In 2001, a newly redesigned 100-peso coin bearing the image of a Mapuche woman began to circulate. In February, 2010, it was discovered that on the 2008 series of the 50 peso coins the country name CHILE had been misspelled as CHIIE. The national mint said that it did not plan to recall the coins. Worth about US$0.09 each at the time, the faulty coins became collectors' items.
In 1976, banknotes were introduced in denominations of 5, 10, 50, and 100 pesos with the reverses of the two lowest denominations resembling those of the 5000- and 10,000-escudo notes they replaced. Inflation has since led to the issue of much higher denominations. Five-hundred-peso notes were introduced in May, 1977, followed by the 1000-peso (in June, 1978), 5000-peso (June, 1981), 10,000-peso (June, 1989), 2000-peso (December, 1997), and 20,000-peso (December, 1998) notes. The 5, 10, 50, 100, and 500-peso banknotes have been replaced by coins, leaving only the 1000, 2000, 5000, 10,000, and 20,000 peso notes in circulation. Redesigned versions of the four highest denominations were issued in 2009 and 2010. The popular new 1000-peso banknote was issued on 11 May 2011.
Since September 2004, the 2000-peso note has been issued only as a polymer banknote; the 5000-peso note began emission in polymer in September 2009; and the 1000-peso note was switched to polymer in May, 2011. This was the first time in Chilean history that a new family of banknotes was put into circulation for other cause than the effects of inflation. As of January 2012[update], only the 10,000 and 20,000 peso notes are still printed on cotton paper. All new notes have the same 70 mm (2.8 in) height, while their length varies in 7 mm (0.28 in) steps according to their face values: the shortest is the 1000-peso note and the longest is the 20,000-pesos. The new notes are substantially more difficult to falsify because of new security measures.
The design and production of the whole new family of banknotes was assigned to the Australian company Note Printing Australia Ltd for the 1000, 2000 and 5000 peso notes, and the Swedish company Crane AB for the 10,000 and 20,000 peso notes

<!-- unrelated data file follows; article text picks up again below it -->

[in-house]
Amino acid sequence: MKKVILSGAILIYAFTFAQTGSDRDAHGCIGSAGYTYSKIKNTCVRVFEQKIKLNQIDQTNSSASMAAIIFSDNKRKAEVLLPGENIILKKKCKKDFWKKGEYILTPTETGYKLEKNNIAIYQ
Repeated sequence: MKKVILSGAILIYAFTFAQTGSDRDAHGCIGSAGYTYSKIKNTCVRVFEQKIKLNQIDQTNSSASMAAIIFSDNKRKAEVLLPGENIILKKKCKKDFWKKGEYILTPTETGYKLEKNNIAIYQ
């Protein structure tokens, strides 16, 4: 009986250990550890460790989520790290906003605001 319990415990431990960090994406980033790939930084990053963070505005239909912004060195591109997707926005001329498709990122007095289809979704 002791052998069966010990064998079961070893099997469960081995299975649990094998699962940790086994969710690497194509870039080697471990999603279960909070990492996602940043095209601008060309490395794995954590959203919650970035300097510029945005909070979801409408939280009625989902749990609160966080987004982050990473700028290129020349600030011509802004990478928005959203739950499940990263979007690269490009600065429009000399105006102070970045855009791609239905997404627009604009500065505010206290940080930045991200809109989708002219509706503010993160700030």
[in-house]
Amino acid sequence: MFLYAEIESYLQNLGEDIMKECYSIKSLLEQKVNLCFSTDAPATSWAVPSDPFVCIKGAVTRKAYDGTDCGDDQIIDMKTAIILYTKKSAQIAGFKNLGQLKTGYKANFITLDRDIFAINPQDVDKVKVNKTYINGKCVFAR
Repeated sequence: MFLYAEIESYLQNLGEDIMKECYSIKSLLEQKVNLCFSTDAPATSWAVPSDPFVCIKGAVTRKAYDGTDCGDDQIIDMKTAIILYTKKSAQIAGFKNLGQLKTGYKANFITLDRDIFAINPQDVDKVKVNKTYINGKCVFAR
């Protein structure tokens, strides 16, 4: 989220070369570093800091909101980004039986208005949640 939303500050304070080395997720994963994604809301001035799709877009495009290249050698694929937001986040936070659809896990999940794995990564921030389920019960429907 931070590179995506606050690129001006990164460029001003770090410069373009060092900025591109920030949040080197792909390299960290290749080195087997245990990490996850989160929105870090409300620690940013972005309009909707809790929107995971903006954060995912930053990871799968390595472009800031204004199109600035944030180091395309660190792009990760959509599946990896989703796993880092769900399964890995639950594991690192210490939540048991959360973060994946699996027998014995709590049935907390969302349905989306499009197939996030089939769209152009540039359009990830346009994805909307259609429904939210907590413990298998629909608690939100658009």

Colloquial Chilean Spanish has informal names for some banknotes and coins. These include luca for a thousand pesos, quina for five hundred pesos (quinientos is Spanish for "five hundred"), and gamba ("prawn") for one hundred pesos (or more recently 100,000 pesos). These names are old: For example, gamba and luca applied to 100 and 1000 escudos before 1975. The term gamba is a reference to the color of one hundred pesos banknote issued between 1933 and 1959.
Depending on context, a gamba might mean one hundred pesos or one hundred thousand pesos. For instance a new computer might be said to cost two gambas. This means two hundred thousand pesos. Less commonly, this applies to luca, taken to mean one million, usually referred to as palo.
The cover of the 2007 Velvet Revolver album Libertad features a stylized version of the angel from the Pinochet-era 10 pesos coin. Guitarist Slash, who personally chose the image, claimed he had no idea of the dark significance of it at the time.
Between 1974 and 1979, the Chilean peso was allowed to float within a crawling band. From June 1979 to 1982 the peso was pegged to the United States dollar at a fixed exchange rate. In June 1982, during that year's economic crisis, the peso was devalued and different exchange rate regimes were used. In August 1984 the peso returned to a system of crawling bands, which were periodically adjusted to reflect differences between external and internal inflation.
Starting in September 1999, the Chilean peso was allowed to float freely against the United States dollar for the first time. Chile's Central Bank, however, reserved the right to intervene, which it did on two occasions to counter excessive depreciation: the first, in August and September 2001, coincided with Argentina's convertibility crisis and with the September 11 attacks in the United States. The second, in October 2002, was during Brazil's presidential election.
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Spanish colonial real
Ratio: 8 reales = 1 peso
|Currency of Chile
1817 – 31 December 1959
Ratio: 1 escudo = 1000 pesos
Ratio: 1 peso = 1000 escudos
|Currency of Chile